When a copywriter is running an independent business, you get:
- A fresh perspective on your content, from someone outside your firm
- Direct access to niche skills, such as (in my case) B2B and technology copywriting, case study copywriting or white paper copywriting
- Experience that comes from working for multiple clients, in many sectors
- A direct and relatively informal approach, compared to a marketing agency.
Of course, a freelance copywriter won’t be at your beck and call like an in-house employee. But to get sparkling copy, you don’t need an employee. You need targeted help from someone experienced, who is prepared to work with you on the copy you have in mind.
The success of the project depends on the brief
Permit me a digression. At the moment I’m going through a middle-class rite of passage: having a small extension built on the back of my house.
Being the geeky writer I am, I went out and researched it to death. I subscribed to magazines on house-building, got books from the library, and lurked on just about every relevant forum online. I now know a lot more than I ever did about perp joints, padstones and damp-proof membranes, but I’m still not qualified to put a shelf up for you, so please don’t ask.
Where’s this going? Well, in all the books, and from all the people I spoke to, there’s a piece of advice that repeatedly came up. It was this: make sure you give the builder a proper brief before work starts.
Nothing, apparently, is more likely to lead to higher costs than vague plans and last-minute changes from a client who doesn’t know what they want.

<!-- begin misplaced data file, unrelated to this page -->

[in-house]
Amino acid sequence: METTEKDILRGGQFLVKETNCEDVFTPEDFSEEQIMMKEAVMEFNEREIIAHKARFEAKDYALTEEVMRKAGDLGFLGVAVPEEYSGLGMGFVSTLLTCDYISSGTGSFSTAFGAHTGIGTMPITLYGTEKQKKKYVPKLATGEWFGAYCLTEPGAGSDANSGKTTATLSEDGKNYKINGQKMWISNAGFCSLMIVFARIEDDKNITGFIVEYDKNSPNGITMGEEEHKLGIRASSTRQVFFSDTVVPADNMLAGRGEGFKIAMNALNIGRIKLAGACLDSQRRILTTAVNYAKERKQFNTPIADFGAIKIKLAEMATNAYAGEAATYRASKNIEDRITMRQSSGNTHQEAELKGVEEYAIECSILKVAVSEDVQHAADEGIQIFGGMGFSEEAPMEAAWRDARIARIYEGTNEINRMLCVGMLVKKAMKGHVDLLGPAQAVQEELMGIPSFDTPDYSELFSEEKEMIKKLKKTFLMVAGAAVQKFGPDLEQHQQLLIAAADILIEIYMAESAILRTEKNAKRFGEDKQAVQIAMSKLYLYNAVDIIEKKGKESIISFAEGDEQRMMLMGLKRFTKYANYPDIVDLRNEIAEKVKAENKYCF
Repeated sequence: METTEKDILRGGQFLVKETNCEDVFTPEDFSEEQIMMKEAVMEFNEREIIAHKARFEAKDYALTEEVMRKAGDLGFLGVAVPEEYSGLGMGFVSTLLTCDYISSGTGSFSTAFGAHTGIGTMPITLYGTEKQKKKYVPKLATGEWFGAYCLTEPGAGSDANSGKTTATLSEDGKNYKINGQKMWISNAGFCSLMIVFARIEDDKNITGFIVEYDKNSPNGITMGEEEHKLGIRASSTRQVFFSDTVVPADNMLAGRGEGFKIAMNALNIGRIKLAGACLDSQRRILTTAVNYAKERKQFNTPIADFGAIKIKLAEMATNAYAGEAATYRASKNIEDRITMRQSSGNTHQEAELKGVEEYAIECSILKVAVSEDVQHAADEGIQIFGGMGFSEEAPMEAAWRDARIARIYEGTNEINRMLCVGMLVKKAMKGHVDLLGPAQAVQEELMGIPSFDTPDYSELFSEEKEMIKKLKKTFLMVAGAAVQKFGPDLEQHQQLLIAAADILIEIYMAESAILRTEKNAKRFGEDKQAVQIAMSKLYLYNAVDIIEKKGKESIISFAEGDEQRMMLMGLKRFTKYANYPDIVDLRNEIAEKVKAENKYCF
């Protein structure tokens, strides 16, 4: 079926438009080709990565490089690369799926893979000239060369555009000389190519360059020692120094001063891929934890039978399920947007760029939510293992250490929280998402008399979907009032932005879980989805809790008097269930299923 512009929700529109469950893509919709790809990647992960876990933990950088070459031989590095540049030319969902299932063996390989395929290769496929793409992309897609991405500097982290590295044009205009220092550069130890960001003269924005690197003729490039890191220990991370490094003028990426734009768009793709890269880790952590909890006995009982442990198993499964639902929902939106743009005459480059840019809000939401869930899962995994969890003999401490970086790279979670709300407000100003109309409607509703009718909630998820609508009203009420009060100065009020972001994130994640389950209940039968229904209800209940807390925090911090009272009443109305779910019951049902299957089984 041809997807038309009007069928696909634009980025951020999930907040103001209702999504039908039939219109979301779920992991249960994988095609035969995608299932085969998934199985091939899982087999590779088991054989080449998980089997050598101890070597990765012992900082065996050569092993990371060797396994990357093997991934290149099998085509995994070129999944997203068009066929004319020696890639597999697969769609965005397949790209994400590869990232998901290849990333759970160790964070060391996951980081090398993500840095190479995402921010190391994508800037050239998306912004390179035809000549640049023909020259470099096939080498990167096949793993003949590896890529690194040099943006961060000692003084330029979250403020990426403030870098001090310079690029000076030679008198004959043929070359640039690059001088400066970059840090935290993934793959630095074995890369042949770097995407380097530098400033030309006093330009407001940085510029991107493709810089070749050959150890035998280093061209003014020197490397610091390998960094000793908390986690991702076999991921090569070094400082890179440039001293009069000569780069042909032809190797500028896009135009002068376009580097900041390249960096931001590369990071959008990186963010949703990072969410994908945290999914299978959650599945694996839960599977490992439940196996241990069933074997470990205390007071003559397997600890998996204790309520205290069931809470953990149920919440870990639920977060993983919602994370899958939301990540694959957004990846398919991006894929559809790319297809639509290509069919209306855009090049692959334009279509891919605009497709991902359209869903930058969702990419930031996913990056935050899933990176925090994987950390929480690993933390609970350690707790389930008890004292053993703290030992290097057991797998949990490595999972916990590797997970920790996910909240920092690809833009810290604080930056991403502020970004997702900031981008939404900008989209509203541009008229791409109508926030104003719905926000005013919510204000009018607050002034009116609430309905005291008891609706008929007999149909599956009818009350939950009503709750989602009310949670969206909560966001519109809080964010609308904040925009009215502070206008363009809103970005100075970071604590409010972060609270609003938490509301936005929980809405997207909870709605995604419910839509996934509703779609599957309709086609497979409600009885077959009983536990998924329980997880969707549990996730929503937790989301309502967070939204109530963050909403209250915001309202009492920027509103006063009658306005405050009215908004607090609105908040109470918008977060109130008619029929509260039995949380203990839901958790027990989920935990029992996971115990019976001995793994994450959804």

Now, as a freelance copywriter, I don’t wear a pencil on the back of my ear, though perhaps I should. But as with building, so with copywriting: the clearer and more specific the copywriting brief is, the cheaper and quicker your project will be.
A bit of homework is no bad thing
Let me give you an example. If you come to me and say: “I need a copywriter to write my blog, my case studies and my email marketing,” that’s, frankly, a bit vague.
It’s a bit like going to a builder and saying: “I’d like an extension,” without any drawings, structural calculations or spec.
I might be able to help you, but I’ll be quoting fees to get you to where you need to be. And you might assume I’m more expensive than I actually am.
It’s much more cost-effective to pick the single most important part of your marketing – a set of sales sheets or product pages, for example – and work on that.